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    If there's one thing Disney can do, it's make thoroughly entertaining block-busters that divide critics and wow and amaze audiences.
    JOHN CARTER was the most recent one, being the victim of Hollywood bullying, marketing gone awry, and general lack of interest from an audience that has known to accept Marvel movies as a viable source of nutrients, and deny everything remotely interesting or fun.

    The Lone Ranger was getting shit before it was even released, as all Disney live-action ventures do (it's the cool thing if you're a movie critic to hate Disney fims. See Tron legacy, John Carter, etc), and it was all focused on Johnny Depp as Tonto and a blown budget and etc etc.
    Well surprise, surprise when the film is released critics go bat-shit and throw words like TOTAL FLOP and HORRIBLE and everything under the sun, like Depp and Verbinski rode Silver over their mothers corpses while burning an American flag and pissing on a picture of Christopher Nolan and Joss Whedon together.

    While my beliefs and thoughts are my own; I am here to say THE LONE RANGER was a good-old fashioned summer thrill ride, that had me hooked from the opening scene.

    The film plays out like someone took Dances With Wolves, The Legend of Zorro, Red Dead Redemption, Shanghai Noon, and Wild Wild West then threw them all into a melting pot, after sprinkling some spirit-sauce from a time where movies were magical and summer films were a big event that weren't wholly reliable on super-heroes.

    Depp and Hammer play excellently off of each other, which is the glue that holds the film together when you think it might be getting a bit long-winded (it could have used a light shave, running at almost 2 hr 30) and I'd love for this movie to do well enough to get more adventures out of them.

    The script feels like someone wanted to write the most fantastical Western they could think of, and I honestly think it worked. You have the strong-jawed American hero, his partner (not by any means a sidekick), the badass leading female, the villain and his cronies, spectacular set-pieces, a varied and colorful cast, and a riveting score that makes you feel like a child again. (I might be gushing a tad; but you get the idea.)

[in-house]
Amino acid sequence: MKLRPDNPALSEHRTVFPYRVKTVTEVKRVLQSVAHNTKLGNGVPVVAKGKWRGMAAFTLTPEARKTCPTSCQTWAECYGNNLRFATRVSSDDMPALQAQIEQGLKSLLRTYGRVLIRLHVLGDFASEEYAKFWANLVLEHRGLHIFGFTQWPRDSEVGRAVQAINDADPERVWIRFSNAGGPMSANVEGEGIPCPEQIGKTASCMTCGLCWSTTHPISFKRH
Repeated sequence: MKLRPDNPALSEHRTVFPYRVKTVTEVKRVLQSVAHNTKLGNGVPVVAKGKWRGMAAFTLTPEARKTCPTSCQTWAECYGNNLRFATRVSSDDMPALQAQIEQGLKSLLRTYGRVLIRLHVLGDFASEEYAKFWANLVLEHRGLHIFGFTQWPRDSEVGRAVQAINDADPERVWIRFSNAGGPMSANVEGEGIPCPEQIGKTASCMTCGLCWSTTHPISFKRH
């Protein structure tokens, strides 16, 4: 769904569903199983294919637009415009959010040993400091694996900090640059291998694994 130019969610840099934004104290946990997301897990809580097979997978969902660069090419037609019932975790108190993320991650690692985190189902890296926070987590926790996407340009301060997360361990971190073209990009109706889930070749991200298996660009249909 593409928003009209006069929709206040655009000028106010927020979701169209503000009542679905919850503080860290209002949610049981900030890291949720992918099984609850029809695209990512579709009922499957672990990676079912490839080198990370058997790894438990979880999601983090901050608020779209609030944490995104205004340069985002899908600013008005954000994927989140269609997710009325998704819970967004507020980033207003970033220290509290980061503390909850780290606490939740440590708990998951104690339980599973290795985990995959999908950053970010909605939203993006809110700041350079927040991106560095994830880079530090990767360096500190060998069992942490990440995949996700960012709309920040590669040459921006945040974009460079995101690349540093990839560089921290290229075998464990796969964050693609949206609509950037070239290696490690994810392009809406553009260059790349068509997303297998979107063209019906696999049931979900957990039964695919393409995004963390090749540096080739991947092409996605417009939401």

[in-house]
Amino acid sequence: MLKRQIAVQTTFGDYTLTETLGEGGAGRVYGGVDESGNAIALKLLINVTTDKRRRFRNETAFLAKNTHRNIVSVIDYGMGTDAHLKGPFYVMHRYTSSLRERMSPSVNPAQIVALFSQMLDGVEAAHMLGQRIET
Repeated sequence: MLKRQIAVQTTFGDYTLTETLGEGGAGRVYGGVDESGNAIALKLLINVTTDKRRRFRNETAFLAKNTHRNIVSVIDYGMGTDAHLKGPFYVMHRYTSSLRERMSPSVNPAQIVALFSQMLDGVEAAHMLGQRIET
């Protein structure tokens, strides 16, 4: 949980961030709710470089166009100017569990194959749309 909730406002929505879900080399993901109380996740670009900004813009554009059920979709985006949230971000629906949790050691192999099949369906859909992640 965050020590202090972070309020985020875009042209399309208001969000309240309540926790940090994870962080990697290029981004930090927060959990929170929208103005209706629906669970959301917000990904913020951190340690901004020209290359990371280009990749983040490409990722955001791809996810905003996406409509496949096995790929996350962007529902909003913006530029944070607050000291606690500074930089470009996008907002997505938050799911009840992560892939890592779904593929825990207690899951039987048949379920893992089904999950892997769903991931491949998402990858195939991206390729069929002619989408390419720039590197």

Verbinski behind the camera and at the head of a Western was the best move that Disney made, and I'll stand by that. Some of the shots in this movie are breath-taking. He never loses the characters in the over-the-top action and spectacle, and almost every shot looks like it could be paused, printed, and hung on a wall as a Western painting.

    I don't want to get too spoiler heavy on plot and character development; but it's all there in a nice bow. Depp's character actually has a really justifiable reason to "be a Jack Sparrow clone" as so many say; and Tonto's back story highlights some of the fims darkest and most emotional parts.
    Tonto is also crucial to who The Ranger becomes and how, and it's all very fun to watch on screen, as well as William Fitchner and Tom Wilkinson who play off each other too well as old-west monsters who get their comeuppance in a classic Hollywood fashion.

    If you're not in the mood for kid's movies, have a few hours, and don't mind going into a film with an open mind, I can't see why you wouldn't enjoy The Lone Ranger. 


    The Avengers : How A DC Fan Attempts To Make Nice With Marvel's Big Team-Up Film.

    So I searched The ThinkMcflyThink site, and I didn't come across a review for The Avengers.  Thinking I must have just missed it, I searched again, and still found nothing.  So, I am fixing this issue by publishing my own review of the movie.  Considering how Man of Steel turned out, some readers may find my "letter" to Zack Snyder at this end of this review quite spot on.

    So The Avengers eh?  Not being a Marvel guy myself, I can say I was curious how this would turn out.  I don’t have any ties to these characters per se, other than enjoying Iron Man and Captain America.  The First Avenger especially was a very nice surprise.  It was great to see a so-called “old-fashioned” character pulled off so well in a modern movie.  

    There were no apologies made for Cap, he was presented straight from the pages of the comic complete with stars and stripes and a clear sense of right and wrong.  I really respected what the filmmakers did with him, especially amid all the talk about changing Superman in the future movies to fit a more cynical, jaded age.  This was very much a “take it or leave it” take on Captain America and that excited me on its own.

    I always thought that if there were one character I would really take to in the Marvel universe, it would be Captain America based solely on his heroic qualities and strong moral compass.  He’s very much the Superman of the group, a leader who takes charge when the moment calls for it and can also be a bit naïve and headstrong as well.  Imagine my surprise when I found myself loving Iron Man just as much.